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The Morning After: Illinois

One step closer to a 10-win season

NCAA Football: Illinois at Iowa Jeffrey Becker-USA TODAY Sports

If you’re looking for optimism following Iowa’s 19-10 win over a rising Illinois team, this isn’t the place to be. A win is a win, and that’s all that matters. But a peak behind the box score reveals more.

I’ll do a compliment sandwich: you can’t understate getting a win on senior day. As Kirk Ferentz said in the postgame, they’ve lost a couple of those in seasons past and that is not a great feeling. Beating a border rival that’s starting to catch up to Iowa in recruiting is important, and it’s also important to remember Lovie Smith is 0-4 against Ferentz.

I’m glad Nate Stanley got a win in his last game at Kinnick. He’s been a polarizing quarterback in his three years as a starter, and his numbers today speak to that—but he made the plays he needed to at the times we needed them most today.

Today’s win was also special because it was Kirk’s 96th at Iowa. That benchmark ties him fourth-all time in Big Ten history—knotting him with his predecessor Hayden Fry, of all people. He’s got a pretty good shot at surpassing his mentor’s totals in a week at Nebraska.

So, on to the nitty gritty: I’m not sure what to make of this win. Iowa’s offense sputtered after a convincing first drive where it went 75 yards. Iowa converted a 4th-and-6 at Illinois’ 31-yard line after a beautiful Stanley pass to Ihmir Smith-Marsette.

ISM had a career-high 121 yards on 4 catches yesterday and was mugged on at least 2 other plays that would’ve added to his total. Iowa’s receivers (and tight ends!) had a pretty good day despite a handful of drops. Stanley does have a hand cannon, but they know that, and if the ball hits your hands, you catch it. Thems the rules. All in all, this game was a microcosm of the season, at least offensively.

Our quarterback threw for 308 yards, but at a 50 percent clip, with no touchdowns and a really bad interception that would’ve gone for a big gain if it was on target. Stanley left another touchdown on the board in the first half on a seam to either Nate Wieting or Shaun Beyer, I can’t remember. I will remember that missing those passes was not an aberration during the Stanley era, however.

Another thing I’ll remember of the Stanley era was the lack of a truly elite running game. Iowa had just 93 yards on the ground today, with 22 of those coming from Stanley himself. None more important than a QB keeper that sealed the deal for Iowa late the fourth, coupled with a handful of under-center sneaks.

He was able to use his feet in conjunction with his arm, too:

Tyler Goodson is the future of Iowa’s running game, but I’m not sure what the future of what Iowa’s run-blocking scheme is. I’m certain two of Iowa’s offensive line starters will return next year, which leaves me with fear and hope at the same time.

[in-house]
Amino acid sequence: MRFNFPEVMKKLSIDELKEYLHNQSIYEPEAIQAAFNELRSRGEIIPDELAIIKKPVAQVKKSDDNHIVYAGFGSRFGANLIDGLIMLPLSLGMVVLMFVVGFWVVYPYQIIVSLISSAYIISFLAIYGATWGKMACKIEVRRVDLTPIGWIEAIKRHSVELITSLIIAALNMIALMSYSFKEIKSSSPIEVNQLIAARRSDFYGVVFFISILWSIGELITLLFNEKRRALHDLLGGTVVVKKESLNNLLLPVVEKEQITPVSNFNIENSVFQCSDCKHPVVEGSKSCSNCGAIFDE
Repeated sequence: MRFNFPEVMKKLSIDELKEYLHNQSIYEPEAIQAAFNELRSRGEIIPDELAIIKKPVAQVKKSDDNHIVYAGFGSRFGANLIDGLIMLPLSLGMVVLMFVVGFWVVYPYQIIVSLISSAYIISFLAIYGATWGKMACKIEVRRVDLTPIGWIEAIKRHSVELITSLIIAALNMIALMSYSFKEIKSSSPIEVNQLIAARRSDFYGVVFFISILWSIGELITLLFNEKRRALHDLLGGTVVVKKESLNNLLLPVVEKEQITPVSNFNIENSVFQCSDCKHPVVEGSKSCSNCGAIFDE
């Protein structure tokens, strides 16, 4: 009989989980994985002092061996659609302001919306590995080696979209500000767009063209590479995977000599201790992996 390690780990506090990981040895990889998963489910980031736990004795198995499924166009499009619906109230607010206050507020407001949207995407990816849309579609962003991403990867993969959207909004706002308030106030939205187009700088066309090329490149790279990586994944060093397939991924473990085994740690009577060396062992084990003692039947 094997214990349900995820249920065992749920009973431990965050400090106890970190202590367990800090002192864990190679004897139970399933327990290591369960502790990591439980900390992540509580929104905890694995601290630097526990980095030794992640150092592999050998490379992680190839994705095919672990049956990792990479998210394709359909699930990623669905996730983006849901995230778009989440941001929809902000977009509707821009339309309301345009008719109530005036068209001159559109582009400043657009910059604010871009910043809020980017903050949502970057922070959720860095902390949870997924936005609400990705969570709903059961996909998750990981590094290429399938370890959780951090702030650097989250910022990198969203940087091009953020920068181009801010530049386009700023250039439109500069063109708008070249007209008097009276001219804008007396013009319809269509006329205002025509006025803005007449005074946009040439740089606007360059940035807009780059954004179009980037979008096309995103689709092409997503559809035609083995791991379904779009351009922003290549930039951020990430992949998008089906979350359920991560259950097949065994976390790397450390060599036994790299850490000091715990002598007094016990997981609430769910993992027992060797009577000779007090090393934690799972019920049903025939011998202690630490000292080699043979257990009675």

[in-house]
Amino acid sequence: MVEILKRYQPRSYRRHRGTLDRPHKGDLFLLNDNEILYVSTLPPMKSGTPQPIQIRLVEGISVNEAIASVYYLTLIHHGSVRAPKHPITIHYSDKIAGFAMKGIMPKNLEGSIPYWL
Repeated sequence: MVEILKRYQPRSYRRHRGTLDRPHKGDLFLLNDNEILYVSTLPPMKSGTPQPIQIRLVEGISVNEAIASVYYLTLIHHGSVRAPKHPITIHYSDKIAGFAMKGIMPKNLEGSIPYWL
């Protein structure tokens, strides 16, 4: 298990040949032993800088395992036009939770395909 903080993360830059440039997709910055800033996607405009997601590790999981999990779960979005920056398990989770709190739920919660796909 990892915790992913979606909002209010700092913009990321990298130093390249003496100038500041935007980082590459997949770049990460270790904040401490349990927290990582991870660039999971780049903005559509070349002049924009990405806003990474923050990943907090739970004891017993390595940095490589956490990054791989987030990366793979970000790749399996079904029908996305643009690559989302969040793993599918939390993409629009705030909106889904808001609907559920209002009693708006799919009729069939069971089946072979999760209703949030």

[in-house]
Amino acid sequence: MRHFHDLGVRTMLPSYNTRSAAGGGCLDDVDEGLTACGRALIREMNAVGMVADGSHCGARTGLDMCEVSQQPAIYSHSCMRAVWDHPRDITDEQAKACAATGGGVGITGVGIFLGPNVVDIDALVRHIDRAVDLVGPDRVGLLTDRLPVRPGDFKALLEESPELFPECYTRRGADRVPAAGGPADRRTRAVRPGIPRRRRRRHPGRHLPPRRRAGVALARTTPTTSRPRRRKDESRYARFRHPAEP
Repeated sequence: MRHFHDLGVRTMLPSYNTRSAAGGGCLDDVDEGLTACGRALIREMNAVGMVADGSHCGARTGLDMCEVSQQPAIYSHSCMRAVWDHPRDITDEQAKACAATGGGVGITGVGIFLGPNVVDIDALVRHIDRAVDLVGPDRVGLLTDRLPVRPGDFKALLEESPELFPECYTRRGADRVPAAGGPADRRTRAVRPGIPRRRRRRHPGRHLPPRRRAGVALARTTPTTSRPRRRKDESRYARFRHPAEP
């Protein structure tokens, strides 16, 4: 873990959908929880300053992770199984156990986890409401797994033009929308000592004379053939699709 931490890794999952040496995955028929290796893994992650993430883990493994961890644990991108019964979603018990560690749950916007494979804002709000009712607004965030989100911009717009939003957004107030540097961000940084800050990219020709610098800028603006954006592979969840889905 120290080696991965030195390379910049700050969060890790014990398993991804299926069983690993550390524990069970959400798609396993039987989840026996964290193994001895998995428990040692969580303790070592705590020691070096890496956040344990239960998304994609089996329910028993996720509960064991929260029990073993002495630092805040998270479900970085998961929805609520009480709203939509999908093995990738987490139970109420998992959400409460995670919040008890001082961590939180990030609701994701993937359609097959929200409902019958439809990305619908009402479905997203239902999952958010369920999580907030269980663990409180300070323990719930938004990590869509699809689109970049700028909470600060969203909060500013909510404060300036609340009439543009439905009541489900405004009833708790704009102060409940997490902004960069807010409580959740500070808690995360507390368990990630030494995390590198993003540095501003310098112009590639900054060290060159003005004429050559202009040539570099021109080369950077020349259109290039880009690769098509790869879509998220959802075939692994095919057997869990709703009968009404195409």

As frustrating as Iowa’s offense was, there’s the confidence we can have in Phil Parker and his unit. On the defense, I’d give the game ball to another senior despite a handful of guys making big plays. Kristian Welch had 12 tackles, a forced fumble and the sack that put the game to bed.

Iowa missed Welch in the games he was injured, and he made his return last week very known. The future at middle linebacker is likely Dillon Doyle, but he has big shoes to fill. Welch won’t receive the attention or accolades as previous Iowa linebackers, but he was something to watch in his own right in his 2 12 years or so as a starter.

Senior Michael Ojemudia notched an interception on Illinois’ first drive of the game. Matt Hankins had another on a flea-flicker, reminding us why Brandon Peters transferred from Michigan in the first place. OJ has been the best corner among a group of average corners this year, and the team has really missed him when he’s been out as well.

Sure, no one predicted Brandon Peters leading the game with 76 rushing yards on 10 carries; Illinois’ 192 yards on the ground are troubling, but they were mostly harmless as they couldn’t punch it in. We love us some bend-don’t-break, and if it ain’t broke...

It wouldn’t be an Iowa football game if it wasn’t filled with excitement, frustration, despair, aggravation, and eventually, jubilee. Sure, it seems like this coaching staff likes to make things harder on themselves for no reason. And you can argue with the results, but this is the hand we’re dealt. Iowa got to sing the victory polka. Illinois had a silent bus ride to Champaign.

All this it to say: Iowa has 8 wins banked going into Nebraska, with what should be a respectable bowl game looming.

Losing to Michigan sucked, losing to Penn State sucked, losing to Wisconsin SUCKED, but I think 10 wins is always the goal. It’s easy to look back and think of the season that slipped through our fingers, but dwelling on past girlfriends is a fruitless exercise. Let’s enjoy Nate Stanley and Michael Ojemudia and Krisitan Welch and Brady Reiff while we still. You only get one chance a year to beat Nebraska, after all.